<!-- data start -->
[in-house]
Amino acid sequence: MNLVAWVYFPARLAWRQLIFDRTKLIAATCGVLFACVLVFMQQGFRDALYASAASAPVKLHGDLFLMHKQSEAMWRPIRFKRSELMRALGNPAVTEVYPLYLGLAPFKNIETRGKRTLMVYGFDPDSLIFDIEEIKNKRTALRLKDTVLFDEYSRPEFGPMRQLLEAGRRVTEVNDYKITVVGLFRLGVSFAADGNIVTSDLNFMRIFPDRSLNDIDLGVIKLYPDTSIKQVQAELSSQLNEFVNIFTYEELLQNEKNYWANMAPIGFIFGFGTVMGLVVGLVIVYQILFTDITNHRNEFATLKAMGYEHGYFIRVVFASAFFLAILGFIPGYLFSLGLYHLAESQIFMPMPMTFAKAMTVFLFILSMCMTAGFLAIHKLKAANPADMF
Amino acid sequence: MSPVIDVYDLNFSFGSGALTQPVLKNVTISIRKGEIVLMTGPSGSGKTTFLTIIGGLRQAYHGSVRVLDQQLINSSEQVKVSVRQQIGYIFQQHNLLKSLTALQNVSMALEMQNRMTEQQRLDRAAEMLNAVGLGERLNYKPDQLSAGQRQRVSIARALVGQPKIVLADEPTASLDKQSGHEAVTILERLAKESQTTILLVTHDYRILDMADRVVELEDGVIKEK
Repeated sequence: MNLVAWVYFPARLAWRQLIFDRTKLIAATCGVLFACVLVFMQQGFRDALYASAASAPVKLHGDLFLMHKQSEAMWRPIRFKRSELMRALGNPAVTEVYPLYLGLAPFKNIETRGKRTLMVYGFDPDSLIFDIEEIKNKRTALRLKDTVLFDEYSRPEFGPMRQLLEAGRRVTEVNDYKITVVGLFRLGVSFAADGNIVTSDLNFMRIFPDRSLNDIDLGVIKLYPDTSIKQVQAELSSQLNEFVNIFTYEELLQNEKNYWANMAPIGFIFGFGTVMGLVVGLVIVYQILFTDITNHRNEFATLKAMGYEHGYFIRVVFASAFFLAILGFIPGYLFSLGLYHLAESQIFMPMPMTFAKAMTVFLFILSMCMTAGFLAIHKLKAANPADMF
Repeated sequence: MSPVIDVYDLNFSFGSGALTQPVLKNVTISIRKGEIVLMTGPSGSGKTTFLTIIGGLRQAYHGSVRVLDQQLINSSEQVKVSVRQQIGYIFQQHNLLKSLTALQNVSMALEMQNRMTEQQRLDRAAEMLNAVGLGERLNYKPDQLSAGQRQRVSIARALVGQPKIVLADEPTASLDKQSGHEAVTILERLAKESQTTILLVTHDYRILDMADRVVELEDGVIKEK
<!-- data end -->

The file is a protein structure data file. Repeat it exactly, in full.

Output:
[in-house]
Amino acid sequence: MNLVAWVYFPARLAWRQLIFDRTKLIAATCGVLFACVLVFMQQGFRDALYASAASAPVKLHGDLFLMHKQSEAMWRPIRFKRSELMRALGNPAVTEVYPLYLGLAPFKNIETRGKRTLMVYGFDPDSLIFDIEEIKNKRTALRLKDTVLFDEYSRPEFGPMRQLLEAGRRVTEVNDYKITVVGLFRLGVSFAADGNIVTSDLNFMRIFPDRSLNDIDLGVIKLYPDTSIKQVQAELSSQLNEFVNIFTYEELLQNEKNYWANMAPIGFIFGFGTVMGLVVGLVIVYQILFTDITNHRNEFATLKAMGYEHGYFIRVVFASAFFLAILGFIPGYLFSLGLYHLAESQIFMPMPMTFAKAMTVFLFILSMCMTAGFLAIHKLKAANPADMF
Amino acid sequence: MSPVIDVYDLNFSFGSGALTQPVLKNVTISIRKGEIVLMTGPSGSGKTTFLTIIGGLRQAYHGSVRVLDQQLINSSEQVKVSVRQQIGYIFQQHNLLKSLTALQNVSMALEMQNRMTEQQRLDRAAEMLNAVGLGERLNYKPDQLSAGQRQRVSIARALVGQPKIVLADEPTASLDKQSGHEAVTILERLAKESQTTILLVTHDYRILDMADRVVELEDGVIKEK
Repeated sequence: MNLVAWVYFPARLAWRQLIFDRTKLIAATCGVLFACVLVFMQQGFRDALYASAASAPVKLHGDLFLMHKQSEAMWRPIRFKRSELMRALGNPAVTEVYPLYLGLAPFKNIETRGKRTLMVYGFDPDSLIFDIEEIKNKRTALRLKDTVLFDEYSRPEFGPMRQLLEAGRRVTEVNDYKITVVGLFRLGVSFAADGNIVTSDLNFMRIFPDRSLNDIDLGVIKLYPDTSIKQVQAELSSQLNEFVNIFTYEELLQNEKNYWANMAPIGFIFGFGTVMGLVVGLVIVYQILFTDITNHRNEFATLKAMGYEHGYFIRVVFASAFFLAILGFIPGYLFSLGLYHLAESQIFMPMPMTFAKAMTVFLFILSMCMTAGFLAIHKLKAANPADMF
Repeated sequence: MSPVIDVYDLNFSFGSGALTQPVLKNVTISIRKGEIVLMTGPSGSGKTTFLTIIGGLRQAYHGSVRVLDQQLINSSEQVKVSVRQQIGYIFQQHNLLKSLTALQNVSMALEMQNRMTEQQRLDRAAEMLNAVGLGERLNYKPDQLSAGQRQRVSIARALVGQPKIVLADEPTASLDKQSGHEAVTILERLAKESQTTILLVTHDYRILDMADRVVELEDGVIKEK